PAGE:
The White House confirmed on Tuesday that about 20 Americans remain missing and may be held hostage by Hamas, as President Biden strongly condemned the attack on Israel and vowed to stand unequivocally with the wartime Middle East ally.
Mr Biden was furious during a 10-minute statement at the White House after speaking with Prime Minister Benjamin Netanyahu, appearing as angry as he has been in public since he became president. He repeatedly condemned the attack as “evil” and used words and expressions such as “atrocities”, “sick”, “abhorrent”, “brutality” and “violation of every code of human morality” to describe it.
“This was an act of pure evil,” Mr. Biden said in the state dining room. “More than 1,000 civilians slaughtered – not just killed, but slaughtered – in Israel, among them at least 14 US citizens killed. Parents butchered using their own bodies trying to protect their children, reports of babies being killed, entire families killed from vertigo.”
The president, who was flanked by Vice President Kamala Harris and Secretary of State Antony J. Blinken, confirmed without elaborating that at least some of the people captured by Hamas in the lightning strike over the weekend were American citizens, in addition to the 14 Americans known to have been killed. “We now know that Hamas is holding American citizens,” Mr. Biden said.
Jake Sullivan, his national security adviser, later told reporters that “20 or more” Americans were missing, though it was not yet clear how many were in the hands of Hamas. He said that the government is in regular contact with their families.
Mr. Sullivan said that some stocks of interceptors stored in Israel had already been released and that more shipments of ammunition and other weapons were on the way. “You can expect American planes to fly to Israel,” he said.
Mr. Sullivan offered nothing but words of support and said the administration had no plans to lecture Israel on how to defend itself. But in a sign of concern about Palestinian civilians caught up in the war, he suggested the United States was working on ways to allow Gazans to escape punishing Israeli airstrikes.
“I’m not going to go into the details of that, about the specific crossing or so on,” he said. “Just to say it’s something we’re focused on and working on.”
Mr. Biden spoke to the cameras shortly after he and Ms. Harris finished a conversation with Mr. Netanyahu in which they reiterated their pledge to support Israel. It was Mr. Biden’s third conversation with Mr. Netanyahu since the attacks began on Saturday.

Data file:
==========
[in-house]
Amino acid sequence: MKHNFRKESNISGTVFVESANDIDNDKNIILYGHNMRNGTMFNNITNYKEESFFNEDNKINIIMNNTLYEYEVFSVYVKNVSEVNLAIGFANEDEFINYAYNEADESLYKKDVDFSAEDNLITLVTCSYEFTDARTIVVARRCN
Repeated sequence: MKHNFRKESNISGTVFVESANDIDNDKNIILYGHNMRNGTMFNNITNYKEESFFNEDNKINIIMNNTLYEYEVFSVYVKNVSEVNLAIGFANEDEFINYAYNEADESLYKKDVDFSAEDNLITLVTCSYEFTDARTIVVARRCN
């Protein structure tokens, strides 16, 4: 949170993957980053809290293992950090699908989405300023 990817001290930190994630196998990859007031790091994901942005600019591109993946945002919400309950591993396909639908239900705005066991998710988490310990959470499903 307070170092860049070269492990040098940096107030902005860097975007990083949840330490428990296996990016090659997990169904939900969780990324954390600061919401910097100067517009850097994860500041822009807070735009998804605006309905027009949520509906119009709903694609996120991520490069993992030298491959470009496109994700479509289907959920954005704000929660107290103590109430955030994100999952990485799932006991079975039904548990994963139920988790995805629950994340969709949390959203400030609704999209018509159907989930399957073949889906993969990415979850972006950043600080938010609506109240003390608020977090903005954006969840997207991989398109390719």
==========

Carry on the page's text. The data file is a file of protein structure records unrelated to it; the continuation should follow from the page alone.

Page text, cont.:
In addition to sending the first shipment of military equipment to Israel, the president has deployed ships and warplanes closer to the area in hopes of deterring Iran, Hezbollah or any other force from escalating the war. Mr. Sullivan said Congress would be asked to approve more aid.
The president did not bother to ask Israel for restraint while he responded. “Like every nation in the world, Israel has the right to respond, and in fact, the duty to respond to these vicious attacks,” he said.
And he rejected suggestions that the attack was understandable if not justified given what critics see as Israel’s repression of Palestinians in Gaza and the West Bank.
“There is no justification for terrorism,” he said flatly. “There are no excuses. Hamas does not stand for the Palestinian people’s right to dignity and self-determination. Its stated purpose is the destruction of the state of Israel and the killing of the Jewish people. They use Palestinian civilians as human shields. Hamas offers nothing but terror and bloodshed regardless of who pays the price.”
During the press briefing afterwards, Mr. Sullivan made it clear that the issue was personal for Mr. Biden, who has been a strong supporter of Israel for more than half a century. “You heard his voice, and this was a deeply emotional time for all of us,” Mr. Sullivan told reporters, his face flushed and his voice thick with emotion. “We have all developed close relationships with our Israeli counterparts.”
Speaking of the president, Mr Sullivan said: “He can hear the pain in Prime Minister Netanyahu’s voice when he talks to him.” He added: “This is not about politics or strategy. This is personal for us.”
Michael D. Shear contributed to the reporting.